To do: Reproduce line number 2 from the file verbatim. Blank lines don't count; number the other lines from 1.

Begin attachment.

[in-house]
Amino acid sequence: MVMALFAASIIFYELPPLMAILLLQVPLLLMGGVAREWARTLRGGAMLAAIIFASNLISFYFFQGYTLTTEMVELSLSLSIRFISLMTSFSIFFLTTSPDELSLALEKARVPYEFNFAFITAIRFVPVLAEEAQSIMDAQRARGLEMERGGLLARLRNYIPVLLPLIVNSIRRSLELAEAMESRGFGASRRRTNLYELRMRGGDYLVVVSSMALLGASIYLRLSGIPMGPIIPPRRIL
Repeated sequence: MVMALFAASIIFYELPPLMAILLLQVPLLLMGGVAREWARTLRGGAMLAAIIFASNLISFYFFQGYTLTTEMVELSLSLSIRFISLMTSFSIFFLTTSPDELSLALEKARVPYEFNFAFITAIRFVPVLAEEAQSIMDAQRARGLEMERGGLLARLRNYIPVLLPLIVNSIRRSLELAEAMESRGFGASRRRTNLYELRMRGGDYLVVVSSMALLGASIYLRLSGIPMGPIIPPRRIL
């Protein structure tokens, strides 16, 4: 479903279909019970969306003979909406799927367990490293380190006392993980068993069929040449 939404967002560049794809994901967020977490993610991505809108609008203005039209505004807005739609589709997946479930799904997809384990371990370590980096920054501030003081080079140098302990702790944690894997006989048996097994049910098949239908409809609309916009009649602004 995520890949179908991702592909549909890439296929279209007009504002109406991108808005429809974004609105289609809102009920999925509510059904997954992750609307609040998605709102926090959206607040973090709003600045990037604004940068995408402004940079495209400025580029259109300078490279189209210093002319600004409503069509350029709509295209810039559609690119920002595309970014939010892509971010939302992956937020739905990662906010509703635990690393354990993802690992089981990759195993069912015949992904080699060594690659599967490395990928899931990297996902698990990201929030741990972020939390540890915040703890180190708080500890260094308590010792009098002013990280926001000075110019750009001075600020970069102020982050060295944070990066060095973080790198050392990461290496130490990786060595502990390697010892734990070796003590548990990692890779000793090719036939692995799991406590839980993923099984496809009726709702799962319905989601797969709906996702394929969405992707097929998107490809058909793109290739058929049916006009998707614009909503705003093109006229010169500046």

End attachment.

Amino acid sequence: MVMALFAASIIFYELPPLMAILLLQVPLLLMGGVAREWARTLRGGAMLAAIIFASNLISFYFFQGYTLTTEMVELSLSLSIRFISLMTSFSIFFLTTSPDELSLALEKARVPYEFNFAFITAIRFVPVLAEEAQSIMDAQRARGLEMERGGLLARLRNYIPVLLPLIVNSIRRSLELAEAMESRGFGASRRRTNLYELRMRGGDYLVVVSSMALLGASIYLRLSGIPMGPIIPPRRIL